Between Algeria and France, missing persons and silences


Ten years after having made a documentary film rich in archival images, « Algeria 1962, the summer when my family disappeared », Hélène Cohen continues her work of memory by writing a poignant story that combines this story family to the violent upheavals of Franco-Algerian history. A woman of theatre, cinema and television, the author tells how she discovered, on the death of her father in 2002, the names of several members of her family engraved on the tombstone, all reported missing in 1962, then that she herself was not yet a year old. Beyond her family, she undertakes a breathless investigation into this « over there » that she knew so little, about these ghosts and these silences which have weighed down so many lives of « repatriates », in particular that of her father. , but also on “the fact of belonging to this noisy and folkloric tribe that we called the pied-noirs”.

The twists and turns of oblivion

From Oran to Béni Saf, from Argelès to Perpignan, she experiences the twists and turns of oblivion among those of her family who have returned, starting with her mother. “How can human beings evaporate in broad daylight? » » No comment. Blood as in earth. Without being buried. Without, how to be silent? Hélène Cohen questions the silence of the authorities, both Algerian and French, concerning nearly 3,000 European civilians who, between the Evian agreements of March and December 1962, « will have disappeared », and whose trace will never have been found. .

“Propelled in full polar”

Abducted and murdered by political groups or by mobsters taking advantage of the general disorder at the end of the war, these civilians were for the most part forgotten, their disappearance left uninvestigated by the governments on both sides of the Mediterranean. Only the Red Cross will carry out, in 1963, a search mission for some of them. “From an identity investigation, I am propelled into the middle of a thriller! launches the author in the face of these « enforced disappearances ». From this term, Hélène Cohen tries to trace the history of the members of her family, from their apparently happy and prosperous existence in Béni Saf until their dispersion, their uprooting, even their madness and their suicide. Throughout this investigation with accents of the most everyday and authentic, it is the refrain of Rina Ketty that the author resonates in the memory of those who have hoped for years for the reappearance of these disappeared. “I will always wait for Your return…”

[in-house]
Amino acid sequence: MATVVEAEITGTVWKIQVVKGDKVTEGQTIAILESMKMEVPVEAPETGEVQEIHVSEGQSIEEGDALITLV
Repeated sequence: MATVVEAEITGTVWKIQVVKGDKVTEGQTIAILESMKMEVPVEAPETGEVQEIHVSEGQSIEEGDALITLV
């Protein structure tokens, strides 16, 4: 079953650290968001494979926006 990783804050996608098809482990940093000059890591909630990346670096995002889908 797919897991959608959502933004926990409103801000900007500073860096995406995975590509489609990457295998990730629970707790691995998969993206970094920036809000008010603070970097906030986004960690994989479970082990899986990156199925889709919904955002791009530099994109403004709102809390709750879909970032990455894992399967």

Without forgetting his own pangs, between the legitimate desire to understand the history of his family and the fear of finding himself tossed around, even manipulated, between two sufferings, that of the Algerians during colonization and that of the Pieds-noirs after independence. She even finds herself “unconscious of the ideological weight of the question of the disappeared”. Not to mention the additional difficulties linked to the condition of the Jewish pied-noirs made French by the Crémieux decree of 1870, which « is felt, rightly, as an injustice by Muslims ».

By moving from the documentary film to this story, Hélène Cohen shows how much the power of the written thing can make words play in the face of silences and secrets.

The story of a family destiny sacked by this « dirty war » allows her to express her own tendency to denial and silence, the survival within her of those who disappeared, as well as the relationship between the history of families and the history of two countries that have lost so much by not accounting for their missing and a common past that does not pass.


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